Rural inpatient psychiatry is a complex, intense and challenging profession, made more so by the shortage of providers, Huxtable said, and many mental health providers prefer an outpatient setting where they see patients over time.
Attracting providers, whether primary care professionals or specialists, to rural areas is easier if they are familiar with living in a geographically isolated region, having grown up or worked in such areas, Huxtable said. With a limited pool of providers, competition to attract staff is fierce and cannot be solved with dollars alone.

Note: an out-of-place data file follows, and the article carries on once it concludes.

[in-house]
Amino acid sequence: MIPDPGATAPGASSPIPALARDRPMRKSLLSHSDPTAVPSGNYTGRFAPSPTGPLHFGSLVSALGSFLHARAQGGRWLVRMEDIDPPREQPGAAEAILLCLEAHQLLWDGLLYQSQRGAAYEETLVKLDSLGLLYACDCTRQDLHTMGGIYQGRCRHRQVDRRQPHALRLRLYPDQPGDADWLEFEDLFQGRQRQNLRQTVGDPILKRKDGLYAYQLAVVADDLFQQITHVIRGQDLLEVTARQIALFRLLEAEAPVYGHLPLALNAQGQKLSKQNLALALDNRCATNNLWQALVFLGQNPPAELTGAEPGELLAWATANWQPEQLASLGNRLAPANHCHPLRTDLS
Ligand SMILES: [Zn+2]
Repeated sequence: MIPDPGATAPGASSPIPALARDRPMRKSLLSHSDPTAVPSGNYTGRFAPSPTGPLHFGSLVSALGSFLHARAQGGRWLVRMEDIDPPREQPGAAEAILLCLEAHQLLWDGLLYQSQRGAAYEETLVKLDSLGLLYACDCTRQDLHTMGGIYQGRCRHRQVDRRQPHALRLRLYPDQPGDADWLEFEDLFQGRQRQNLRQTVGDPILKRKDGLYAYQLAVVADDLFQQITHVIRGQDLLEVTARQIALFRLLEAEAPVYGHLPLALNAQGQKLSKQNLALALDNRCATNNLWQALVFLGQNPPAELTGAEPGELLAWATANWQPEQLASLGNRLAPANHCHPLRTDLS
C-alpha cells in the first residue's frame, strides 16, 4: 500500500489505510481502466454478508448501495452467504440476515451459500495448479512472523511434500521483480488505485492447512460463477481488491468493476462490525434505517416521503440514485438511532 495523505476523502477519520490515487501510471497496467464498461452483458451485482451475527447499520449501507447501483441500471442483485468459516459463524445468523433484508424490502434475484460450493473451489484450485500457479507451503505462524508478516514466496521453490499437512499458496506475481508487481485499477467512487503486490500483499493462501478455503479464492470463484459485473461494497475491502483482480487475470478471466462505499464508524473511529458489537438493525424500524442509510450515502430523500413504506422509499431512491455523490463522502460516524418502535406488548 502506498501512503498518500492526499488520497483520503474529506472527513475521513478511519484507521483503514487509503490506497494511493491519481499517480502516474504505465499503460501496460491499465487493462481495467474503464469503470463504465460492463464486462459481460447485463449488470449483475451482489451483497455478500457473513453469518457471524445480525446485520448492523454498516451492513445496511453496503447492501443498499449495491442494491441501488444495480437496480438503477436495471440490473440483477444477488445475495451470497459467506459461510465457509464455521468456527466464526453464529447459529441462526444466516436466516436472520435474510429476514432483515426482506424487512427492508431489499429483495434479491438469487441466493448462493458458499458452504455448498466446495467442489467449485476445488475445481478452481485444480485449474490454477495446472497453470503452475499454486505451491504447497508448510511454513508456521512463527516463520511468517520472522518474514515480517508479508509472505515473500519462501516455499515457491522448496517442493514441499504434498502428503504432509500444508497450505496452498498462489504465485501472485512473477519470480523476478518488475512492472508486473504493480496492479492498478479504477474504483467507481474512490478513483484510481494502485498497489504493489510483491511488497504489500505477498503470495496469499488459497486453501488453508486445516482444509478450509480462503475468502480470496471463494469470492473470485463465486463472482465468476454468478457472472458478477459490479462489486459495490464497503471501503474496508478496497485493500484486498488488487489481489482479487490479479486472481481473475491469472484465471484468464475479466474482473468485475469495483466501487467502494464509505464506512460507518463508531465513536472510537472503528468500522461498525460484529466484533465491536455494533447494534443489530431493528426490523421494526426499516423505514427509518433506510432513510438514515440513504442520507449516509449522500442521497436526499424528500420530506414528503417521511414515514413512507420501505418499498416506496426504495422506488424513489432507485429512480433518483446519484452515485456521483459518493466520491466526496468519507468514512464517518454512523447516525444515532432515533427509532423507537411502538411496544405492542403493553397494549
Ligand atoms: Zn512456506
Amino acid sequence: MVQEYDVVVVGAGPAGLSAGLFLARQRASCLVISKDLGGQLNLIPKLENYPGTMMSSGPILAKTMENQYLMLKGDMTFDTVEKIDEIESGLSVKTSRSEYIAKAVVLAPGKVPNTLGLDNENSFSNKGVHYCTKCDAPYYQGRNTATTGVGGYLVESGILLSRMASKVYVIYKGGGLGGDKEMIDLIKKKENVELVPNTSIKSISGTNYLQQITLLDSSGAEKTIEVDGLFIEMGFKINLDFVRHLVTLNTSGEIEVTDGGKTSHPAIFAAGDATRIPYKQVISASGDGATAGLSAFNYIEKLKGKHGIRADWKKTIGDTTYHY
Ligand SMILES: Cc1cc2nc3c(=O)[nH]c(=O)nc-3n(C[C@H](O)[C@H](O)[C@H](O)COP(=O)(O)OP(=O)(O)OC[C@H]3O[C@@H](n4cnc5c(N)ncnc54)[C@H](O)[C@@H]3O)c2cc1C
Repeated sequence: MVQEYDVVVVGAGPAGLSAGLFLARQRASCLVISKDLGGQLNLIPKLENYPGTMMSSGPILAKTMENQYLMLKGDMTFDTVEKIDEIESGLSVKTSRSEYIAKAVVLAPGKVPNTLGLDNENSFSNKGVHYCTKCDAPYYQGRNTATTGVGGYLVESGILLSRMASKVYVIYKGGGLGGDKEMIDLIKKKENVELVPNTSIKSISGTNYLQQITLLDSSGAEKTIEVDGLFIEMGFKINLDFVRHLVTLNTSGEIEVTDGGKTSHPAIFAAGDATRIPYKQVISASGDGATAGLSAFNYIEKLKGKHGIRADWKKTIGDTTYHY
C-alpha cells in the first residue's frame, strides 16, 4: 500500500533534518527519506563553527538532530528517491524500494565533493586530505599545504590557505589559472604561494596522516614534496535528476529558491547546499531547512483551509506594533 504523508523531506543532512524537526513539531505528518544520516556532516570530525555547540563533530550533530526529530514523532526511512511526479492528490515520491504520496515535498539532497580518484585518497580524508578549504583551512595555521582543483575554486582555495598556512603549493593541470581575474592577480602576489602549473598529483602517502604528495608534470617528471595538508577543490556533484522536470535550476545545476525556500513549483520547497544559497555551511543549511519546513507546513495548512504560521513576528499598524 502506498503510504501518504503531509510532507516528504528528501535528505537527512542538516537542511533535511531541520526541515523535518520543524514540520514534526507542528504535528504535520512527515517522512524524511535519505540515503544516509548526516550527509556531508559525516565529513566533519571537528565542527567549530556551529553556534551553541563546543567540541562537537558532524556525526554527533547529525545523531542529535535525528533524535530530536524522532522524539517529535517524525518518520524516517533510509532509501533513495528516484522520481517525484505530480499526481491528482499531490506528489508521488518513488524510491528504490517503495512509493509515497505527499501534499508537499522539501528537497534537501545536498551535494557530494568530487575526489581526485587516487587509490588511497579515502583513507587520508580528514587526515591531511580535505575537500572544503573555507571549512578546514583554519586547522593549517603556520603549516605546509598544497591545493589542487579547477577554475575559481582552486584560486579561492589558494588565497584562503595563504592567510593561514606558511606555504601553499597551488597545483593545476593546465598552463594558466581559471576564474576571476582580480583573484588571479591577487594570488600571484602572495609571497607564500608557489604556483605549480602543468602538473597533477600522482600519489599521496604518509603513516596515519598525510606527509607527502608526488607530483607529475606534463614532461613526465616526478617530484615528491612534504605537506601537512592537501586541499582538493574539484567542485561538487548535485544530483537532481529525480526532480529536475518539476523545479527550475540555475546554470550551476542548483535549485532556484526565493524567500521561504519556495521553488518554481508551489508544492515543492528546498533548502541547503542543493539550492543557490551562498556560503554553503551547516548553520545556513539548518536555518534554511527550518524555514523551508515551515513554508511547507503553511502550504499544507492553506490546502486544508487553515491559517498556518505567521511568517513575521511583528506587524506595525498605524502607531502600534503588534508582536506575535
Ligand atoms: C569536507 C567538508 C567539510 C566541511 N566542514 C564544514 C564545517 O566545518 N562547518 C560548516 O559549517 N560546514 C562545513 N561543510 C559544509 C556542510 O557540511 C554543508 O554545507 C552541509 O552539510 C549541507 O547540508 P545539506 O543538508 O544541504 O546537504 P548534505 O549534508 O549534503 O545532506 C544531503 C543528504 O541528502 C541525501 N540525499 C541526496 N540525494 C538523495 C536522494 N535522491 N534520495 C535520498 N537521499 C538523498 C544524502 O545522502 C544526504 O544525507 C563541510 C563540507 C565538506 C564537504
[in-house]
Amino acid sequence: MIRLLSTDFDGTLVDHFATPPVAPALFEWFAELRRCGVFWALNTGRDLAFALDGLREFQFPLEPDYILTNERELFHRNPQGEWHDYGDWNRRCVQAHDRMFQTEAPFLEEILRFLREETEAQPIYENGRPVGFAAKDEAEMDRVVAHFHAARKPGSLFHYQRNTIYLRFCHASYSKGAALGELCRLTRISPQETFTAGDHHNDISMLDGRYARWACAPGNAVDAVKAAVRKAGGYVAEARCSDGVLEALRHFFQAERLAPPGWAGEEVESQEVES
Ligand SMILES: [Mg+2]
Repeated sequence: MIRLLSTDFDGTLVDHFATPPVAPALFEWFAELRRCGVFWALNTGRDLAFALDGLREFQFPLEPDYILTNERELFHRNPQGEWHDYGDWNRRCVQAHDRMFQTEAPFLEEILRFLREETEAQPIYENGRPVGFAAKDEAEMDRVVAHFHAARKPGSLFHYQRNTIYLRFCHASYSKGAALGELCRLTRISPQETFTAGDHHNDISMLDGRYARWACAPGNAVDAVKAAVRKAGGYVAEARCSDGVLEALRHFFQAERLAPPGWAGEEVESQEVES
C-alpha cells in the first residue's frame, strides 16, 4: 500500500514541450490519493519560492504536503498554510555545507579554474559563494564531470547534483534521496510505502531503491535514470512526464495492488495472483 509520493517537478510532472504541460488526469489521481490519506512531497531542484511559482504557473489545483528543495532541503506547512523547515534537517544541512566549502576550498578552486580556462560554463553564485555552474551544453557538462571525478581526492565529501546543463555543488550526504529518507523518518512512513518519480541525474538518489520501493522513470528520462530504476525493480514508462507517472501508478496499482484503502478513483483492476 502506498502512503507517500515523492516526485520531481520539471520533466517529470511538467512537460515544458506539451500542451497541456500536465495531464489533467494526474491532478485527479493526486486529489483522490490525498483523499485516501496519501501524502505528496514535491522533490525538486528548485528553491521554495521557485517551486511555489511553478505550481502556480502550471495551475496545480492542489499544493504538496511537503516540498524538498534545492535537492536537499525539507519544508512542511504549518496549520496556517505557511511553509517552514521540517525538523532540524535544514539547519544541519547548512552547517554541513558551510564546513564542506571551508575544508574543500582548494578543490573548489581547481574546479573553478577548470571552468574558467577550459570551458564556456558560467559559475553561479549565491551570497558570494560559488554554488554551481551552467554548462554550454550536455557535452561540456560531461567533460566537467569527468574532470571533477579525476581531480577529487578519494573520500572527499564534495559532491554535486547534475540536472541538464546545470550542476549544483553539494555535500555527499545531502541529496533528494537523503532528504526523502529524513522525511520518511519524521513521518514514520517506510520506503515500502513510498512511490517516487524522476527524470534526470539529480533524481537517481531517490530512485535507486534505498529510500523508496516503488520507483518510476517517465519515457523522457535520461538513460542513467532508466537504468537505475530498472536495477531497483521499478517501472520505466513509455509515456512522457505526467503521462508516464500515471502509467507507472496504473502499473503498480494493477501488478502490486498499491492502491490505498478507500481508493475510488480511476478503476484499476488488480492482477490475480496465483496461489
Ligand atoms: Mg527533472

Bassett’s crisis unit is an emergency room service, Huxtable said, and Bassett has been paid about $1.2 million a year through the counties which receive funds from the state. These funds, which cover the costs of the program, will go to the “Mobile Crisis Assessment Team” program once the inpatient unit closes and an agreement with the program is in place, she said.
As of Wednesday, Oneonta police answered 63 mental health calls this year, of which 23 have resulted in taking a patient to Bassett, Lt. Douglas Brenner said.